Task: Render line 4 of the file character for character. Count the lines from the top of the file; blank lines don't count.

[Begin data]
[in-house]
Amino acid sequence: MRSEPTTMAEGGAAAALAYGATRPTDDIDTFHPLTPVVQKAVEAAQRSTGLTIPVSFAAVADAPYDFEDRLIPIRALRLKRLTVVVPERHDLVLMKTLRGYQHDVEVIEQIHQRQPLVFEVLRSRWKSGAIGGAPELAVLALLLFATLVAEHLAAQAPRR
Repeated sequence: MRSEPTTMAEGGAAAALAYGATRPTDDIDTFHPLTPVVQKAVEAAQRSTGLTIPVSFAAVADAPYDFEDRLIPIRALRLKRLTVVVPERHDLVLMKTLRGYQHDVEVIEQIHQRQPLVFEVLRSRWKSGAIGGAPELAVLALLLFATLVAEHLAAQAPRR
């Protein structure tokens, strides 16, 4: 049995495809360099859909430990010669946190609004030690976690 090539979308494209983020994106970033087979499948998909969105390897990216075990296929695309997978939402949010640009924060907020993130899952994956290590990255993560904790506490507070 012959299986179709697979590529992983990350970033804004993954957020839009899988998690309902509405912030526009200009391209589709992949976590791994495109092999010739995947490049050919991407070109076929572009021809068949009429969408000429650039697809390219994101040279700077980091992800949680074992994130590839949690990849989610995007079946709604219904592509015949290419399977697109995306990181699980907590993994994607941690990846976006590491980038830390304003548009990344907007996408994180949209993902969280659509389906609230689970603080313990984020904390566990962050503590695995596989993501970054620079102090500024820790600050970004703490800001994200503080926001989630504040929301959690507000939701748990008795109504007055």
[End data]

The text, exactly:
């Protein structure tokens, strides 16, 4: 049995495809360099859909430990010669946190609004030690976690 090539979308494209983020994106970033087979499948998909969105390897990216075990296929695309997978939402949010640009924060907020993130899952994956290590990255993560904790506490507070 012959299986179709697979590529992983990350970033804004993954957020839009899988998690309902509405912030526009200009391209589709992949976590791994495109092999010739995947490049050919991407070109076929572009021809068949009429969408000429650039697809390219994101040279700077980091992800949680074992994130590839949690990849989610995007079946709604219904592509015949290419399977697109995306990181699980907590993994994607941690990846976006590491980038830390304003548009990344907007996408994180949209993902969280659509389906609230689970603080313990984020904390566990962050503590695995596989993501970054620079102090500024820790600050970004703490800001994200503080926001989630504040929301959690507000939701748990008795109504007055």